CHATHAM – The sandwich board sign announcing the town's farmers market was a familiar and welcome sight to many of the fans of the weekly market. Distinctively hand-lettered by artist Greta Ribb, it conveyed the intensely local and down-to-earth nature of the market.
So it's understandable that many, especially the market organizers, were heartbroken when the sign was stolen.
And then, unexpectedly, they were uplifted and touched when the sign was returned, with a heartfelt note of apology and money to make any needed repairs.
“It was a light for all of us,” said market organizer Kathy Sanders. “It's not about the sign; it's about hope that we can admit our wrongs.”
“It restored a little bit of faith,” added Julie Dykens, who sponsors the market at her Local Color Gallery on Main Street in West Chatham.
The sign went missing sometime around Aug. 13 or 14, Sanders said. Given its attractiveness, she wasn't too surprised. “It was probably off with the Sharks in the Park,” she commented, referring to artwork stolen from that downtown display this summer.
She announced the theft with a photo of the sign on the market's Facebook page; Ribb also posted it on her page. It was shared many times. Sanders thinks someone who knew about the theft saw it there and convinced, or perhaps ordered, the thief to return it.
“It somehow touched a lot of people, resonated with them,” she said.
Last Thursday morning, the sign – in two pieces – was on the front steps of Dykens' gallery. Taped to it was an envelope with a note and about $75 in cash.
“What we did was wrong and unacceptable behavior,” the note read. “I hope the money within this envelope is enough to repair any damage. I apologize from the bottom of my heart and am sorry for causing any grief to the Chatham community.”
“My daughter said it sounds like what you would have told me to say,” Sanders said, speculating that a parent may have been behind the returned sign after seeing the posts on social media.
“It was gone. It was just gone,” said Dykens. “I didn't expect to ever get it back. It's just heartwarming.”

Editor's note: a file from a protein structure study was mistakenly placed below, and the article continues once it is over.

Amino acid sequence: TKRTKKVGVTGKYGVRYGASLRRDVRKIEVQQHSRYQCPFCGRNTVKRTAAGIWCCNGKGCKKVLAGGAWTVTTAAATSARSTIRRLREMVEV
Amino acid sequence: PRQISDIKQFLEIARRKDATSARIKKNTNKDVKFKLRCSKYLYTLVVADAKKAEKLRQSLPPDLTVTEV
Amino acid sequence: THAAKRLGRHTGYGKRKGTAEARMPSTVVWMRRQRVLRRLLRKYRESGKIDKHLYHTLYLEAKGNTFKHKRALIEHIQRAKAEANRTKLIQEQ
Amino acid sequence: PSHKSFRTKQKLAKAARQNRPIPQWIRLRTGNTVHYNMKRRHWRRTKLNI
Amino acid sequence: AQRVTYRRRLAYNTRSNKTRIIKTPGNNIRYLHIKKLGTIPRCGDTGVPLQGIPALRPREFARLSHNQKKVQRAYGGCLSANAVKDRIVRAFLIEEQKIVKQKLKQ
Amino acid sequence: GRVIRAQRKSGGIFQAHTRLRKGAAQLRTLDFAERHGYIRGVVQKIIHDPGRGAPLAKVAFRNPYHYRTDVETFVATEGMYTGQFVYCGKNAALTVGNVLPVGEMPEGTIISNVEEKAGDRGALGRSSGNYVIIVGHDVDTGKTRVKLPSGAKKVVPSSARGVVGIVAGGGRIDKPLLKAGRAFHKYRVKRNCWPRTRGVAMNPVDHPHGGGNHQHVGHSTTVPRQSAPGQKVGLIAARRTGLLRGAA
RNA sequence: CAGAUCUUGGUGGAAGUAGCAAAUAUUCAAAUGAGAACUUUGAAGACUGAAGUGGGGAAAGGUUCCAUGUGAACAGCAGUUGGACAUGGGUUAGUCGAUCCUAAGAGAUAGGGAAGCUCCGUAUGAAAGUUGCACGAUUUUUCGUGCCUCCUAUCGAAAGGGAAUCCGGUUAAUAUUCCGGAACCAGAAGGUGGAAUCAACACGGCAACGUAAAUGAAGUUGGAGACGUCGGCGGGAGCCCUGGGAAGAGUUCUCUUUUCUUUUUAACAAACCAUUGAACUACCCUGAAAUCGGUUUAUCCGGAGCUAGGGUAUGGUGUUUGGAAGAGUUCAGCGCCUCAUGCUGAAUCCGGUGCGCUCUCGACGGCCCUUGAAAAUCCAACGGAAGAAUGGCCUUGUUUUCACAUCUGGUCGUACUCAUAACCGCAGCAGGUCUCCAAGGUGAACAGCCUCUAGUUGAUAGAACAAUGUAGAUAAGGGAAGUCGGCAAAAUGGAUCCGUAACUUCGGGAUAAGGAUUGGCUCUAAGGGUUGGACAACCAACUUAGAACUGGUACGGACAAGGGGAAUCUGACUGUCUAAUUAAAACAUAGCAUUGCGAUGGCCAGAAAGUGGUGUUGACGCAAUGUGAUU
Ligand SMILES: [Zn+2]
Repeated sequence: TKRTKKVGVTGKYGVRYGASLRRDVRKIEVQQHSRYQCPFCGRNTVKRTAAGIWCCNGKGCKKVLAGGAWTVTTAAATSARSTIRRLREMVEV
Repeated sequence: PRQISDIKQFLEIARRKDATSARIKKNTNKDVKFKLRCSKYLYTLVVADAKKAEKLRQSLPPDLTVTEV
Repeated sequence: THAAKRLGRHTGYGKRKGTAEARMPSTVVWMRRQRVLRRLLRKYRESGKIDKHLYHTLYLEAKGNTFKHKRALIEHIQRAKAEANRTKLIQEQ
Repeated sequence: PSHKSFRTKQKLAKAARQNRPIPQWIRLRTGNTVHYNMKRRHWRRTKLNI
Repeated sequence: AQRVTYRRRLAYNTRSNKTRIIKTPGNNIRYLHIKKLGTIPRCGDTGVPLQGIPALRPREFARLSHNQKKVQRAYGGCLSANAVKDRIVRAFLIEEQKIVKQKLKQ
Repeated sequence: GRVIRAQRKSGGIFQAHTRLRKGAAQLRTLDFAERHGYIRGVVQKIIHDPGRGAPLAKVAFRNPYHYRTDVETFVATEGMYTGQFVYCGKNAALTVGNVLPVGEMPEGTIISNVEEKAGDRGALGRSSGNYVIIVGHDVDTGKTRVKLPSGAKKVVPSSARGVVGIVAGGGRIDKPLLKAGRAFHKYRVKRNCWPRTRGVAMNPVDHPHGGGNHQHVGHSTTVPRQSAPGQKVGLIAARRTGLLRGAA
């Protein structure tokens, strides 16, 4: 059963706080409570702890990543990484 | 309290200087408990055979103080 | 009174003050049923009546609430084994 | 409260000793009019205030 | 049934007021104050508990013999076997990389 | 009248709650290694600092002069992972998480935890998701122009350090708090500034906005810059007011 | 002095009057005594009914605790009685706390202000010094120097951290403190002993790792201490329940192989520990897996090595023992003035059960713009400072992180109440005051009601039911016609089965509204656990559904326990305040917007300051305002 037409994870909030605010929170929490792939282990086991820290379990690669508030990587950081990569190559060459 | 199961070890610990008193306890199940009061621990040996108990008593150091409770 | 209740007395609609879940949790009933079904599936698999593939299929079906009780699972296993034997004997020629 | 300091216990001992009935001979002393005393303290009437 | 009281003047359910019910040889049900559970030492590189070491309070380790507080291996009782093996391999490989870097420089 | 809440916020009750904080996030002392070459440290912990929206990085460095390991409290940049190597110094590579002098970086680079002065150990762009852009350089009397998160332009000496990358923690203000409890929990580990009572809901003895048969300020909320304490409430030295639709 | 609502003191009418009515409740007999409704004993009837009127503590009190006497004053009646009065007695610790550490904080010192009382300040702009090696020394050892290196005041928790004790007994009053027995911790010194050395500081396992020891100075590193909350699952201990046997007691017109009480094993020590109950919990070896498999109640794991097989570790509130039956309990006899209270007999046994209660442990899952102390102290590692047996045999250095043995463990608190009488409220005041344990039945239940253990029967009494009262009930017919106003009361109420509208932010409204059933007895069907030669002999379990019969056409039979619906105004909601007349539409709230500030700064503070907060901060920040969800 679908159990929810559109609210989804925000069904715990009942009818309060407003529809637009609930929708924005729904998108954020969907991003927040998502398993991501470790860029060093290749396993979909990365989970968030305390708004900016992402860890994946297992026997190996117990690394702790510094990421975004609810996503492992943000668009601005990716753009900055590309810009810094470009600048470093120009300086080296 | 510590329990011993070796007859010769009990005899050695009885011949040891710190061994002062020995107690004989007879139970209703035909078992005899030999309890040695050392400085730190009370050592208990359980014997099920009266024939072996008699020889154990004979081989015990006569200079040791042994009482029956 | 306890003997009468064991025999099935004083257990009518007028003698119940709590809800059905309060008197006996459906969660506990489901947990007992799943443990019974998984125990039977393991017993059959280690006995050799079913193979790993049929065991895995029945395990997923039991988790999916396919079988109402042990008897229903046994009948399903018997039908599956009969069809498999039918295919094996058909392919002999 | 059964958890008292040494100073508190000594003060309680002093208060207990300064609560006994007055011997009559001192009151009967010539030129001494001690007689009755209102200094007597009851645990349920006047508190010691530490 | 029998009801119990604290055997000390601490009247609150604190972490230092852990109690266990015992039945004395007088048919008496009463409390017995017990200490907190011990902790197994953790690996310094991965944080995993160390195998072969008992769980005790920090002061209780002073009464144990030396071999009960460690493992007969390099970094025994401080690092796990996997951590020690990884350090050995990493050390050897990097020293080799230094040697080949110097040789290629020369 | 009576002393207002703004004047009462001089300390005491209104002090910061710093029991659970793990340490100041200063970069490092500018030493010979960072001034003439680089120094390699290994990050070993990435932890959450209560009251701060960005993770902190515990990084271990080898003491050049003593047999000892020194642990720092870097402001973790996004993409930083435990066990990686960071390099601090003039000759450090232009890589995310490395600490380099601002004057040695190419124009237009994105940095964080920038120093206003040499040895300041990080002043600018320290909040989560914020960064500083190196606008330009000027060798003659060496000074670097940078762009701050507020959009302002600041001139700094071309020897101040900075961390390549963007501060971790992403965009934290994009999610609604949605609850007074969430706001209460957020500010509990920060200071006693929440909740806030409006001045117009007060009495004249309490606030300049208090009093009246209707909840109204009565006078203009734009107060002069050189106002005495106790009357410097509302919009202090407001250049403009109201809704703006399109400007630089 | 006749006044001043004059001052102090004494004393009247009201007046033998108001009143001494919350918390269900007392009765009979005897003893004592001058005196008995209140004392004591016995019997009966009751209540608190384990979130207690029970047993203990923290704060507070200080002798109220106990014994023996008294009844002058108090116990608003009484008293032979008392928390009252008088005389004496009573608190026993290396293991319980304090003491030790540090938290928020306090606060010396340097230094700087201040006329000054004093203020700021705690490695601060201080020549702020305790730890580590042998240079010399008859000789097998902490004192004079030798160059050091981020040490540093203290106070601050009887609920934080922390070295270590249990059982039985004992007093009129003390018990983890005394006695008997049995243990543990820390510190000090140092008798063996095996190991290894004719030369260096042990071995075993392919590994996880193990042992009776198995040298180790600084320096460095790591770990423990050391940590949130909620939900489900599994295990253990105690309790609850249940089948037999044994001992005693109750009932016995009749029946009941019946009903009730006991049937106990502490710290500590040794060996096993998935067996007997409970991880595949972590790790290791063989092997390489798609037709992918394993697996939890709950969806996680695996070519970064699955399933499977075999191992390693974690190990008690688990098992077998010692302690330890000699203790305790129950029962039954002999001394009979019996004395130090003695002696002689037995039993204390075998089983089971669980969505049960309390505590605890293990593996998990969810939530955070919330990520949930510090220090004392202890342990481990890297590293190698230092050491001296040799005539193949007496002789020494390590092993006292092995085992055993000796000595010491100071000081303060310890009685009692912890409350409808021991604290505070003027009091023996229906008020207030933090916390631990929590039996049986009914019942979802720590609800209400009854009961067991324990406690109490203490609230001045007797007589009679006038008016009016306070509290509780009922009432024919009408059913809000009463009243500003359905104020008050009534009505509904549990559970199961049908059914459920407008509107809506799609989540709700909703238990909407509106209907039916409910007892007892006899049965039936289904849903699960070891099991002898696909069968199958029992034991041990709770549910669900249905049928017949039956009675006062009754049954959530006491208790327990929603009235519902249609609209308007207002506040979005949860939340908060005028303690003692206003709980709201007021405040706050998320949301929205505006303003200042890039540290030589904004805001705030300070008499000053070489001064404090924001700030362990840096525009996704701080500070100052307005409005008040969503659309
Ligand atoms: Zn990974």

Damage to the sign was minimal, Sanders said, and any money left after the repairs will go into additional signs that she's already asked Ribb to create.
“I put a fair amount of work into the sign,” Ribb said, creating the lettering and art by hand without a template. She said she'll get the repair work done as soon as possible. “The market is a top priority for me, because I'm a vendor as well,” selling flowers through her Floral Factory business.
She wasn't surprised the sign was taken, since it was not secured in any way. From the handwriting on the note, she surmises a younger person was responsible, which also doesn't surprise her.
“Young people have been stealing signs for a really long time. It's nothing new,” she said. “It's obviously just a thoughtless act.”
Its return, however, sends a positive message.
“You can be forgiven,” Ribb said, adding, “I like to think somebody said wait a second, the sign was handmade by someone, or someone just had the realization that they did the wrong thing and decided to do the right thing.”
Held Tuesday afternoons from 3 to 6:30 p.m. at Local Color Gallery and the Job Lot parking lot, the market has grown in popularity over its nine years and features fresh produce, meats, fish and hand-made goods. “It's a real family market,” Sanders said. “We really focus on young farmers, innovative ideas, community events. It's about supporting not just farmers and fishermen but their families as well.”
Ribb has also created special edition prints of the Chatham Farmers Market sign that she'll be selling at the market. Sanders said a local chocolate maker will also be creating candies with the image of the sign on them.
“It's pretty exceptional that this brought up such emotions,” she said of the incident. Given the turmoil in the country, “I think we all needed that little bit of light.”